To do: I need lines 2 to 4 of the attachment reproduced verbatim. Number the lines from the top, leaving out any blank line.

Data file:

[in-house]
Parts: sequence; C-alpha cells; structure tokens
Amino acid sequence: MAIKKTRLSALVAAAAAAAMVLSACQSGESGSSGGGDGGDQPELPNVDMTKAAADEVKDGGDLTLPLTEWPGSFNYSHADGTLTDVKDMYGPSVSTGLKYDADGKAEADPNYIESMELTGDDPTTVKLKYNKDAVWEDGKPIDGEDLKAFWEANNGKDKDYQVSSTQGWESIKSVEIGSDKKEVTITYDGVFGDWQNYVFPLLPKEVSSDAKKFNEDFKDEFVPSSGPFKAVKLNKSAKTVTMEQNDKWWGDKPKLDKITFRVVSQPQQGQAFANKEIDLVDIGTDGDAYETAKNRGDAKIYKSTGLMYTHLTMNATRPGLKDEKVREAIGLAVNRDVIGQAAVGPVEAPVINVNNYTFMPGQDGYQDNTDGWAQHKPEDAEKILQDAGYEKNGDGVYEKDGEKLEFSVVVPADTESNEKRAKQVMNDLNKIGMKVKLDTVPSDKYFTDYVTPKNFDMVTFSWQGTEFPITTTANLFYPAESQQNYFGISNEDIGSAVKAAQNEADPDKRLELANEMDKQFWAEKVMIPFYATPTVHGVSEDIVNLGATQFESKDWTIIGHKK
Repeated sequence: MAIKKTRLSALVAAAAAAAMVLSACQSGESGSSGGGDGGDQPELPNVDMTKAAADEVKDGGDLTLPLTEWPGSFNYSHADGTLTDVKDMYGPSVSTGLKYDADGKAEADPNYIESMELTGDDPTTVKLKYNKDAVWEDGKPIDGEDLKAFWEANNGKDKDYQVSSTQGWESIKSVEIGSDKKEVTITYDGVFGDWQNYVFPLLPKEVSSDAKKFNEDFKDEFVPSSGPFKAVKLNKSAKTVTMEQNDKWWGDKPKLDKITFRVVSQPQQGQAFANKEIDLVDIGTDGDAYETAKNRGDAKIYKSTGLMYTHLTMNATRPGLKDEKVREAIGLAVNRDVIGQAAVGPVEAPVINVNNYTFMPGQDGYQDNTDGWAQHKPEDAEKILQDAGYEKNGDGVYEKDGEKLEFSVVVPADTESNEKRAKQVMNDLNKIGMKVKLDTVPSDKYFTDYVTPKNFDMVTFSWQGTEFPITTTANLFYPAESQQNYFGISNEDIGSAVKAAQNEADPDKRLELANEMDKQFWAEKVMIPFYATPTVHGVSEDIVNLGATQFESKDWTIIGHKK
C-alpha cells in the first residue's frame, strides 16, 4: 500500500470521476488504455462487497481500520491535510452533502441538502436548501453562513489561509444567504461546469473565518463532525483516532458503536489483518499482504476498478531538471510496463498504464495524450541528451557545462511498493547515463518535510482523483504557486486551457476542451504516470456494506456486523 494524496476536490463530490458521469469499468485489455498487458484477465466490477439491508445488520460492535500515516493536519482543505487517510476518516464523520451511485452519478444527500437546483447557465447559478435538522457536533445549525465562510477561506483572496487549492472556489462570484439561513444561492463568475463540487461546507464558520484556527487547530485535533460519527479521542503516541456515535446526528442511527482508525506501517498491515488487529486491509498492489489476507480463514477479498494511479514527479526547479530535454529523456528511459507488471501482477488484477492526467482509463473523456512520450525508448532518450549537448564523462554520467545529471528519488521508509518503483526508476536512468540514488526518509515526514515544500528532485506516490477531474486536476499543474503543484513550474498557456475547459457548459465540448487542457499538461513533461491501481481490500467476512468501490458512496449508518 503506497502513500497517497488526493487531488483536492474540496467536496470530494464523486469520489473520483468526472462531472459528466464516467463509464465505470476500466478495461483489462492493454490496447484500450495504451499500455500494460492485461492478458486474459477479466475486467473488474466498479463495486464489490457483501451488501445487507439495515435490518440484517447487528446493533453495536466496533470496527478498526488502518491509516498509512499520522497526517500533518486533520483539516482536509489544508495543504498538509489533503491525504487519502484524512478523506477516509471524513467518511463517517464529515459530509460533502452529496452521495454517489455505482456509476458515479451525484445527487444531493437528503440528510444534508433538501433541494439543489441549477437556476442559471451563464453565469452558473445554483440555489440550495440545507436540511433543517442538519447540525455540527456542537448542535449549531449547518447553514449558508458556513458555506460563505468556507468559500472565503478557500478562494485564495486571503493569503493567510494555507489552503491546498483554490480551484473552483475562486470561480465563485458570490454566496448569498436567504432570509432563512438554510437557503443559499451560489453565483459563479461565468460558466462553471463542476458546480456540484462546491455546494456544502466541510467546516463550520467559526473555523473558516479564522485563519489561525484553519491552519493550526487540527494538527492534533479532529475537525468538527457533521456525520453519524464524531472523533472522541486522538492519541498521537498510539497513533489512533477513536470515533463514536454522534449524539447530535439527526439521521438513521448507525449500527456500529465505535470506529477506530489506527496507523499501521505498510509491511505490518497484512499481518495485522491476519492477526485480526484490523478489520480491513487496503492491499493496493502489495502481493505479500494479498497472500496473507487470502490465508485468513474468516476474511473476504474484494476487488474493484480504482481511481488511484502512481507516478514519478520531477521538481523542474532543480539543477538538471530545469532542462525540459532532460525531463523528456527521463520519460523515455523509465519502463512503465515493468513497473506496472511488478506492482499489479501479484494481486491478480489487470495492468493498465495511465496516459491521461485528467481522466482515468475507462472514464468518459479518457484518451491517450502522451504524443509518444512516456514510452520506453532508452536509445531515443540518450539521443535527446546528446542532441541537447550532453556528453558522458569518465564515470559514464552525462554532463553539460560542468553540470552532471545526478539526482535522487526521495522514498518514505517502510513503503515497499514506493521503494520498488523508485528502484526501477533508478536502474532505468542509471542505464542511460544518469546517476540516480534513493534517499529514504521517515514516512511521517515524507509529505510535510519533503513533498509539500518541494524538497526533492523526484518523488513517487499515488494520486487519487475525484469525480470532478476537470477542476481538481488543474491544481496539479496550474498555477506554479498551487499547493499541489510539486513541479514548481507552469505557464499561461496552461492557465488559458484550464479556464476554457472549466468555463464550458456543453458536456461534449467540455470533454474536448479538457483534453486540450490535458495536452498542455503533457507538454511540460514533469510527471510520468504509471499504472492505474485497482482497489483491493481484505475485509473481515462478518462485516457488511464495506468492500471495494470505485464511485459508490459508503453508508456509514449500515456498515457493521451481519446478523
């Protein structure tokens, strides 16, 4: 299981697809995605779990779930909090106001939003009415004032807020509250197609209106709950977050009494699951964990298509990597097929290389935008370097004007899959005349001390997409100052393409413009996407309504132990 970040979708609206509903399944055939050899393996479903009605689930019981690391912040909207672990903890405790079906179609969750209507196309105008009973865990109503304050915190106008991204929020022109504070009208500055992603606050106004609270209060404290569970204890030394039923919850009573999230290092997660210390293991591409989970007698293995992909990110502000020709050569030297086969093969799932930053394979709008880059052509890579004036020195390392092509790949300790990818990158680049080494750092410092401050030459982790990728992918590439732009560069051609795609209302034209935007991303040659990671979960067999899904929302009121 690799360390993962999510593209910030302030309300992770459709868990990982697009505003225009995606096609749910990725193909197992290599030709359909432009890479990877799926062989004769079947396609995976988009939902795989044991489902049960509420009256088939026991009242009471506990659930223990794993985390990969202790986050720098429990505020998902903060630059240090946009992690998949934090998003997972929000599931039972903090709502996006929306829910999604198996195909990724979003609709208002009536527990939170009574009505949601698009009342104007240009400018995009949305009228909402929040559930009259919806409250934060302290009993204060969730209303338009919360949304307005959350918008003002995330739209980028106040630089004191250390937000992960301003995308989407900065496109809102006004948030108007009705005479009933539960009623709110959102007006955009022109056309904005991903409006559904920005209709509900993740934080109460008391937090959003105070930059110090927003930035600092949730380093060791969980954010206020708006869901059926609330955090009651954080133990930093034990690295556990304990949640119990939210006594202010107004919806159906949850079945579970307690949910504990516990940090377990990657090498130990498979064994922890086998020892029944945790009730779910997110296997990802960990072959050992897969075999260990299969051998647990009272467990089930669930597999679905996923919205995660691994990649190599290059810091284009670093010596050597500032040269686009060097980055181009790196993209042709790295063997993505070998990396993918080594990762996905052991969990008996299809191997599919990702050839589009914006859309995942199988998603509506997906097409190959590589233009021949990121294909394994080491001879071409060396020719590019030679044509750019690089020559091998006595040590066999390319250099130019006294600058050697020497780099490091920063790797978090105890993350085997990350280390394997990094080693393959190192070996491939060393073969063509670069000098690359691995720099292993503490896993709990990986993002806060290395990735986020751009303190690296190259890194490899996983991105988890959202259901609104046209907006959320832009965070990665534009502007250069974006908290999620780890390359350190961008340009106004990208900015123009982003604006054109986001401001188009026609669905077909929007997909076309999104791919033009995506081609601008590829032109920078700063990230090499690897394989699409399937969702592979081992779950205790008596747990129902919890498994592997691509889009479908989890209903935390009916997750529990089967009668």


Parts: sequence; C-alpha cells; structure tokens
Amino acid sequence: MAIKKTRLSALVAAAAAAAMVLSACQSGESGSSGGGDGGDQPELPNVDMTKAAADEVKDGGDLTLPLTEWPGSFNYSHADGTLTDVKDMYGPSVSTGLKYDADGKAEADPNYIESMELTGDDPTTVKLKYNKDAVWEDGKPIDGEDLKAFWEANNGKDKDYQVSSTQGWESIKSVEIGSDKKEVTITYDGVFGDWQNYVFPLLPKEVSSDAKKFNEDFKDEFVPSSGPFKAVKLNKSAKTVTMEQNDKWWGDKPKLDKITFRVVSQPQQGQAFANKEIDLVDIGTDGDAYETAKNRGDAKIYKSTGLMYTHLTMNATRPGLKDEKVREAIGLAVNRDVIGQAAVGPVEAPVINVNNYTFMPGQDGYQDNTDGWAQHKPEDAEKILQDAGYEKNGDGVYEKDGEKLEFSVVVPADTESNEKRAKQVMNDLNKIGMKVKLDTVPSDKYFTDYVTPKNFDMVTFSWQGTEFPITTTANLFYPAESQQNYFGISNEDIGSAVKAAQNEADPDKRLELANEMDKQFWAEKVMIPFYATPTVHGVSEDIVNLGATQFESKDWTIIGHKK
Repeated sequence: MAIKKTRLSALVAAAAAAAMVLSACQSGESGSSGGGDGGDQPELPNVDMTKAAADEVKDGGDLTLPLTEWPGSFNYSHADGTLTDVKDMYGPSVSTGLKYDADGKAEADPNYIESMELTGDDPTTVKLKYNKDAVWEDGKPIDGEDLKAFWEANNGKDKDYQVSSTQGWESIKSVEIGSDKKEVTITYDGVFGDWQNYVFPLLPKEVSSDAKKFNEDFKDEFVPSSGPFKAVKLNKSAKTVTMEQNDKWWGDKPKLDKITFRVVSQPQQGQAFANKEIDLVDIGTDGDAYETAKNRGDAKIYKSTGLMYTHLTMNATRPGLKDEKVREAIGLAVNRDVIGQAAVGPVEAPVINVNNYTFMPGQDGYQDNTDGWAQHKPEDAEKILQDAGYEKNGDGVYEKDGEKLEFSVVVPADTESNEKRAKQVMNDLNKIGMKVKLDTVPSDKYFTDYVTPKNFDMVTFSWQGTEFPITTTANLFYPAESQQNYFGISNEDIGSAVKAAQNEADPDKRLELANEMDKQFWAEKVMIPFYATPTVHGVSEDIVNLGATQFESKDWTIIGHKK